I’ve booked a certain amount of time off work, so I have that window in which to finish the walk, but other than that we’ve made no plans on where we’ll stop each day or how much distance we need to cover. I have a maximum of nine days to cover the 100 miles, so we can take it fairly easy and we have enough time in hand to sit out a bad day’s weather if we need to.

The ferry that takes us across the Kyle of Durness is only tiny and it’s subject to the weather, so there’s always the chance we may have to wait for that too. I visited the area a couple of years ago on a road trip in July and the ferry had been cancelled, so I guess it’s just as likely to be so in May.

Kyle of Durness
Kyle of Durness

If we have time on our side, I want to walk from the Cape to the ferry, with a possible overnight stay in the bothy at Kervaig. There is a minibus that covers the same route, but I’m treating that as a last resort – it’s only a few miles.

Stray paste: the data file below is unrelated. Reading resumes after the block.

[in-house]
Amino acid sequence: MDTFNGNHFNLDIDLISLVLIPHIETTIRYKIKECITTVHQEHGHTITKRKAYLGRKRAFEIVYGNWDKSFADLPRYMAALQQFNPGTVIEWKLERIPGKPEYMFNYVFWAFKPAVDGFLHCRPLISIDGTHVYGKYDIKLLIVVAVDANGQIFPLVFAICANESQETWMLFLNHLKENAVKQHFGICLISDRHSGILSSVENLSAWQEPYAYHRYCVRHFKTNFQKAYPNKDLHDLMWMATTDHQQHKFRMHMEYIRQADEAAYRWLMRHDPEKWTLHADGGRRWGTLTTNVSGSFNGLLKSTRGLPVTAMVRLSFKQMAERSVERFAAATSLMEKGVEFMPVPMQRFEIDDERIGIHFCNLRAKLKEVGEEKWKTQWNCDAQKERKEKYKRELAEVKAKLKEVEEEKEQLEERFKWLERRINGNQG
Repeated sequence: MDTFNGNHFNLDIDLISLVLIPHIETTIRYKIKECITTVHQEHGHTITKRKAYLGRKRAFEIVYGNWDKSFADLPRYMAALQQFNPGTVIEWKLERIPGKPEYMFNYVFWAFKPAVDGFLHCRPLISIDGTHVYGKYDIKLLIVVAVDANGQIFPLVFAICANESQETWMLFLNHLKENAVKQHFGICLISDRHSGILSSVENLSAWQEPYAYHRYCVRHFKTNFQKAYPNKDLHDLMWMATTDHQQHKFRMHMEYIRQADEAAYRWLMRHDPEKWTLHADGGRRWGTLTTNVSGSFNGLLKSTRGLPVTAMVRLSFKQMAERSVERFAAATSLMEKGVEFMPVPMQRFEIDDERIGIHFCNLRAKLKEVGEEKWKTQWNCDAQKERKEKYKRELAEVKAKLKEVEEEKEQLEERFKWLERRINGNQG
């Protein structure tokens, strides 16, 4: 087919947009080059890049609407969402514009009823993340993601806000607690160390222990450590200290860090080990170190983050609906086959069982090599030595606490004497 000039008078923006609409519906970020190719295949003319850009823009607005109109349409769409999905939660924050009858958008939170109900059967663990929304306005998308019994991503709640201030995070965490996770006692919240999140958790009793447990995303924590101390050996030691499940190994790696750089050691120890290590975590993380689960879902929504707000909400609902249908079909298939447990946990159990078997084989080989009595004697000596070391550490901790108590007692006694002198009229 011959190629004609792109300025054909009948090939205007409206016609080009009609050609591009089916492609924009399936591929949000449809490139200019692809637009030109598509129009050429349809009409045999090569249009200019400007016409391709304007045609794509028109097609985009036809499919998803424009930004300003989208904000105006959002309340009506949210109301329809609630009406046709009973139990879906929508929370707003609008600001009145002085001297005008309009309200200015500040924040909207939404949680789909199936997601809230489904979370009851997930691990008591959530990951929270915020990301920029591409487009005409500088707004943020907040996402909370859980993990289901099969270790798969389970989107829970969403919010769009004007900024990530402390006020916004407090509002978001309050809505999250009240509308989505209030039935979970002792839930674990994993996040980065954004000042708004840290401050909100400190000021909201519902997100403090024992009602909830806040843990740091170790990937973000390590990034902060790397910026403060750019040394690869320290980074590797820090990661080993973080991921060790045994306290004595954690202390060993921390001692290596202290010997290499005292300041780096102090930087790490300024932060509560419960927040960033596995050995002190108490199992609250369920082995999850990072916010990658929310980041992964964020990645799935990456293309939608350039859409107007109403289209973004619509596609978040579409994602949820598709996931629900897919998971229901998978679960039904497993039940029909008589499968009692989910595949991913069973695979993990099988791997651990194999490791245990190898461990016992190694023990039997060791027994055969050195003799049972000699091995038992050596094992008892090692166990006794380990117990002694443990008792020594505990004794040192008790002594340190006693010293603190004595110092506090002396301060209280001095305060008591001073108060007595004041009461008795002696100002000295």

Although there are some possible accommodation stops along the route, this is typically a backpacking trip and that’s how Chris and I will be tackling it. This will be a new experience for me; I’m much more used to doing 2 or 3 day walks with my tent – 8 or 9 days backpacking will be a big step up. My tent is great; it’s roomy, it goes up in one, it has loads of porch space, but it does tend to flap in the wind and it’s not the lightest (albeit 1.9Kg isn’t exactly heavy!).

We are also planning to use bothies where these are available and where they are situated conveniently towards the end of a day. A bothy is a mountain shelter, usually a small wooden or stone-built hut, open to anyone who needs to use it. A number of these shelters are scattered across the Scottish Highlands, maintained by the Mountain Bothies Association, on behalf of their owners, with the understanding that they are available to all. Facilities within can vary, some have nothing more than a roof and a raised wooden sleeping platform, most have a fireplace, others may have bunk beds, chairs and tables, or even a toilet!